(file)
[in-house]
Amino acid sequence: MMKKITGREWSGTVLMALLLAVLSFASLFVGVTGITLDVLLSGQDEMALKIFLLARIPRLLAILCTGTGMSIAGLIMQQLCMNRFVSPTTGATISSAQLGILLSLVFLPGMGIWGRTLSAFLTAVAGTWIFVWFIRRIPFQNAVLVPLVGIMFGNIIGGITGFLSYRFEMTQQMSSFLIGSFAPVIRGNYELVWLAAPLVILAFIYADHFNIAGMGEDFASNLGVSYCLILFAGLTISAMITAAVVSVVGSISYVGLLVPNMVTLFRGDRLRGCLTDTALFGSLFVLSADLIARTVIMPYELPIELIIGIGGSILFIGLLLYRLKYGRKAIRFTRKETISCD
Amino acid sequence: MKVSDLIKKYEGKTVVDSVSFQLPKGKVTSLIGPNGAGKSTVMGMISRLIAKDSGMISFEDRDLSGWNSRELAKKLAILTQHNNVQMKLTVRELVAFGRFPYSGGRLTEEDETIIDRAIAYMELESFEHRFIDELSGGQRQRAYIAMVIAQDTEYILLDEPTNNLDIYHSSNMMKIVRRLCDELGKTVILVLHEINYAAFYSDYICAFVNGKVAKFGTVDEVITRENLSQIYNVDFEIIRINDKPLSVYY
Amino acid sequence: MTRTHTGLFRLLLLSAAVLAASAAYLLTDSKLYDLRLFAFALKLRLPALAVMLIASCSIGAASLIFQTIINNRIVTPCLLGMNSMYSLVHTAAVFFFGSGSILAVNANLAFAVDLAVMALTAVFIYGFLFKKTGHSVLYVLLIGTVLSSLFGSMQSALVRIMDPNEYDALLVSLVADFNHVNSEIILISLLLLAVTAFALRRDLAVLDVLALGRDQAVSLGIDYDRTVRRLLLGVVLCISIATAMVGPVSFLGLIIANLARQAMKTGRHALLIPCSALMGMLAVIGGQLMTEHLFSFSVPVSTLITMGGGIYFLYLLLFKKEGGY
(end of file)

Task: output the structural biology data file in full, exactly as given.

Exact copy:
[in-house]
Amino acid sequence: MMKKITGREWSGTVLMALLLAVLSFASLFVGVTGITLDVLLSGQDEMALKIFLLARIPRLLAILCTGTGMSIAGLIMQQLCMNRFVSPTTGATISSAQLGILLSLVFLPGMGIWGRTLSAFLTAVAGTWIFVWFIRRIPFQNAVLVPLVGIMFGNIIGGITGFLSYRFEMTQQMSSFLIGSFAPVIRGNYELVWLAAPLVILAFIYADHFNIAGMGEDFASNLGVSYCLILFAGLTISAMITAAVVSVVGSISYVGLLVPNMVTLFRGDRLRGCLTDTALFGSLFVLSADLIARTVIMPYELPIELIIGIGGSILFIGLLLYRLKYGRKAIRFTRKETISCD
Amino acid sequence: MKVSDLIKKYEGKTVVDSVSFQLPKGKVTSLIGPNGAGKSTVMGMISRLIAKDSGMISFEDRDLSGWNSRELAKKLAILTQHNNVQMKLTVRELVAFGRFPYSGGRLTEEDETIIDRAIAYMELESFEHRFIDELSGGQRQRAYIAMVIAQDTEYILLDEPTNNLDIYHSSNMMKIVRRLCDELGKTVILVLHEINYAAFYSDYICAFVNGKVAKFGTVDEVITRENLSQIYNVDFEIIRINDKPLSVYY
Amino acid sequence: MTRTHTGLFRLLLLSAAVLAASAAYLLTDSKLYDLRLFAFALKLRLPALAVMLIASCSIGAASLIFQTIINNRIVTPCLLGMNSMYSLVHTAAVFFFGSGSILAVNANLAFAVDLAVMALTAVFIYGFLFKKTGHSVLYVLLIGTVLSSLFGSMQSALVRIMDPNEYDALLVSLVADFNHVNSEIILISLLLLAVTAFALRRDLAVLDVLALGRDQAVSLGIDYDRTVRRLLLGVVLCISIATAMVGPVSFLGLIIANLARQAMKTGRHALLIPCSALMGMLAVIGGQLMTEHLFSFSVPVSTLITMGGGIYFLYLLLFKKEGGY